New Delhi, June 19 (IANS) Submerged roads, crippled traffic, people wading in knee-deep water mixed with sewage — these are common scenes in the national capital every year, as civic authorities consistently fail the monsoon test.
The intermittent-to-heavy monsoon rains Saturday and Sunday exposed the shoddiness of de-silting work undertaken by the Public Works Department (PWD) and the three municipal corporations — North, East and South — of Delhi.
Facing flak for flooding at the Indira Gandhi International (IGI) airport, the PWD said the monsoon this year arrived in the city ahead of schedule, before de-silting work could be completed.
“Monsoon reached Delhi in mid-June this year. Our deadline for the work was August 15. So the problem of flooding occurred at IGI airport. We are cleaning the drain being constructed parallel to National Highway 8, which drains water from the airport,” S.D. Sankhyan, assistant director (works) PWD told IANS.
“The cleaning of drains and roads will be completed by June 30,” he said.
PWD handles 90 percent of the de-silting of storm water drains in the capital.
Apart from PWD, the three municipal corporations registered 147 cases of clogging after rain swamped the national capital Sunday.
“The north corporation is fully prepared with pump sets and workforce to address the woes of the monsoon. Workers were not prepared for an early monsoon, though,” P.K. Gupta, north Delhi municipal commissioner, told IANS.
The South corporation has 1,464 storm water drains, while North and East corporations have yet to undertake cleaning work in 1,179 and over 1,000 such drains, respectively.
“We have deputed the necessary workforce, and even have portable pump sets to look after flooding and drain clogging,” Yogendra Mann Singh, spokesperson of the east Delhi corporation told IANS.
South Delhi Municipal Commissioner Manish Gupta, however, explained that the city’s water-logging concerns would never be completely resolved by taking up only desilting: “The process of desilting has been completed by June 15… it is important to see that desilting cannot clear the capacity of the channel. The process of water logging can never be wiped out from the city, as the water percolation level is very low in Delhi,” he said.
That is an explanation many Delhi residents are unwilling to buy.
Many residents’ welfare associations contend that de-silting may be just one measure to ease the problem of water-logging, but even that measure is not being satisfactorily performed.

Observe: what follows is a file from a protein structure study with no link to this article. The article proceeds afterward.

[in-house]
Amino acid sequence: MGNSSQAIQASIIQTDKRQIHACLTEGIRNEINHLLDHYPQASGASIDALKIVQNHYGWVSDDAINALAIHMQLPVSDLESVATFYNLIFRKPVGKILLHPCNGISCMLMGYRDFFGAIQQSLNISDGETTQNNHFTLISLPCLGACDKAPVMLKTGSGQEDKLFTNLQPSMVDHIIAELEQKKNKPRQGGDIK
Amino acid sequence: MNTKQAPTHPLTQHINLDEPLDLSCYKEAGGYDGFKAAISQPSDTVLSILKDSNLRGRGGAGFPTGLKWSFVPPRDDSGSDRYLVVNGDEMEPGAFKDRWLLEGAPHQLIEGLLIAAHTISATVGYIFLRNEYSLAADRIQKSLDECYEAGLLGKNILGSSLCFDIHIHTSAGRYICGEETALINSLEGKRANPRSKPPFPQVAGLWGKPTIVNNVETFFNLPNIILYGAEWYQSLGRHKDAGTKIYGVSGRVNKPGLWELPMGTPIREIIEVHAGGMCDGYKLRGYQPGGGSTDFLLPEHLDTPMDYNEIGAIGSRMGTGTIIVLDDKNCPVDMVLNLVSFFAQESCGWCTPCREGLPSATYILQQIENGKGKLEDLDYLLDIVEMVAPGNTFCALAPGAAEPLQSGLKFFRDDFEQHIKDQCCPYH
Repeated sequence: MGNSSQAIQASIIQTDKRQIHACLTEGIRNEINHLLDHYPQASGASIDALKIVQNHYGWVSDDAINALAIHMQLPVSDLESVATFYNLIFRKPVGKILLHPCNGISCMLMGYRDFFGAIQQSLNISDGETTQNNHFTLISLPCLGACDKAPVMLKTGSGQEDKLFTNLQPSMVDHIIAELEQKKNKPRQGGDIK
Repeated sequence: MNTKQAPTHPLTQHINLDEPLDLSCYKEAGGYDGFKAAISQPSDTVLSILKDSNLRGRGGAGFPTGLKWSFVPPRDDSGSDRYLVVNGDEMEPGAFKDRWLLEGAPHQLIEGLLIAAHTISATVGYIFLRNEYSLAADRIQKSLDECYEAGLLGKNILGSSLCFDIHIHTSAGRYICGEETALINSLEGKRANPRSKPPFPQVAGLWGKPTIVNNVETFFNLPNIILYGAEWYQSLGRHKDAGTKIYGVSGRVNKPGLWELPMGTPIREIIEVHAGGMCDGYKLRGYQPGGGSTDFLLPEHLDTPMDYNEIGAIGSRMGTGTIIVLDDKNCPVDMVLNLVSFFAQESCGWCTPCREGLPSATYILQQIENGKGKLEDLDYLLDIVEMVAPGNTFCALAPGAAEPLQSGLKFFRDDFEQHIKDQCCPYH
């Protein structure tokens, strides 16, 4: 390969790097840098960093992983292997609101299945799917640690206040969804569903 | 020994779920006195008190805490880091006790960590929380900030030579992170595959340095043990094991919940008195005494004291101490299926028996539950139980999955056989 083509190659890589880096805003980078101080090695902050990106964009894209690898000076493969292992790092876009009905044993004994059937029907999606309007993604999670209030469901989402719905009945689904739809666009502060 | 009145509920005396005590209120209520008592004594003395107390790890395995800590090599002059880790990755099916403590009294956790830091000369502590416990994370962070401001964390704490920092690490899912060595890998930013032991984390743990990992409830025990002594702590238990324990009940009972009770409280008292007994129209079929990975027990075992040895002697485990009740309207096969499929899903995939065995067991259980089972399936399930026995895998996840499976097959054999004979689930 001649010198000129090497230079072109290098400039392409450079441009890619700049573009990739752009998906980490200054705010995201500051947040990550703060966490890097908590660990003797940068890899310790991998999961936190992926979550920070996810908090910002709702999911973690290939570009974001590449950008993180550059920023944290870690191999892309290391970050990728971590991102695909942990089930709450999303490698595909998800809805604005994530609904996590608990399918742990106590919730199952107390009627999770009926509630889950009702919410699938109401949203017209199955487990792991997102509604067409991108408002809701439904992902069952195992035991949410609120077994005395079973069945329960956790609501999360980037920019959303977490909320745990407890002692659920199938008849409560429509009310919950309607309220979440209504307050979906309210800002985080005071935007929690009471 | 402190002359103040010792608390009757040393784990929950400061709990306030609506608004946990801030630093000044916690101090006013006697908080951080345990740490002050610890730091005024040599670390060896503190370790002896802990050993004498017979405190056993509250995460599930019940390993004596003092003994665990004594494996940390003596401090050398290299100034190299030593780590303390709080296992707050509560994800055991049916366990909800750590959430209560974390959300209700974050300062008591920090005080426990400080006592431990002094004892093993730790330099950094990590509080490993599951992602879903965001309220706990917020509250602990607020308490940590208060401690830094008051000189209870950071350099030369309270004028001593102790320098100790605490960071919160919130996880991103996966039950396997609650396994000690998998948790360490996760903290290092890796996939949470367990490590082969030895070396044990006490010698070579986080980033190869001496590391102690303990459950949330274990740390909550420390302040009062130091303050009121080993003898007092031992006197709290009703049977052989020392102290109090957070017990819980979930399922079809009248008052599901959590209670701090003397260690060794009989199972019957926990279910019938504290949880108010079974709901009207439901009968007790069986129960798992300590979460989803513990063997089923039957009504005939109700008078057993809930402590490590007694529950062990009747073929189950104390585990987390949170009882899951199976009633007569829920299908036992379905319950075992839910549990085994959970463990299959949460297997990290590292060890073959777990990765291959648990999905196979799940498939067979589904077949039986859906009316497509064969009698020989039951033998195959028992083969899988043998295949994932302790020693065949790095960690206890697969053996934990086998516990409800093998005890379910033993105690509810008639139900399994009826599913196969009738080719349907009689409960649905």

“De-silting is not complete. Rain of just half an hour can cause flooding of large areas. Corporation workers leave the muck they clear from the drain right at the edge of the drain, and with the slightest rain, it goes right back in. So what use is that kind of de-silting,” asks Anil Bajpai, president of the east Delhi RWA.
Pankaj Agarwal, of the south Delhi RWA Joint Front, said: “The areas around Green Park, Safdarjung Enclave and Arjun Nagar in South Delhi are the worst affected. The problem is that smaller drains are not connected to the bigger ones; the smaller ones overflow, and the water enters homes.”
B.S. Vohra, another representative of a residents’ welfare organisation, said: “The corporations alone cannot do much. Other government agencies like Delhi Jal Board are also responsible for the cleaning of drains and clearing of sewage.”
“The DJB charges 60 percent from the bill paid by the citizens as sewage tax, so they ought to clear the sewage,” Vohra said.
The officials of the three corporations blamed government agencies like PWD and DJB too.
“Instead of blaming the corporation alone, if there is a water-logging or a road caves in, government agencies should swing into action without arguing about the agency under whose jurisdiction the matter falls. Once work is complete, they could then pass a letter or impose a fine on whoever was responsible for the lapse,” Manish Gupta said.
Traffic policemen pointed out that the snarls witnessed because of water-logging were caused by poor maintenance of drains.
“The main problem is flooding of roads. We notify the civic agencies, and it is up to them to look after that problem,” Taj Hasan, special commissioner of police (Traffic), Delhi, said.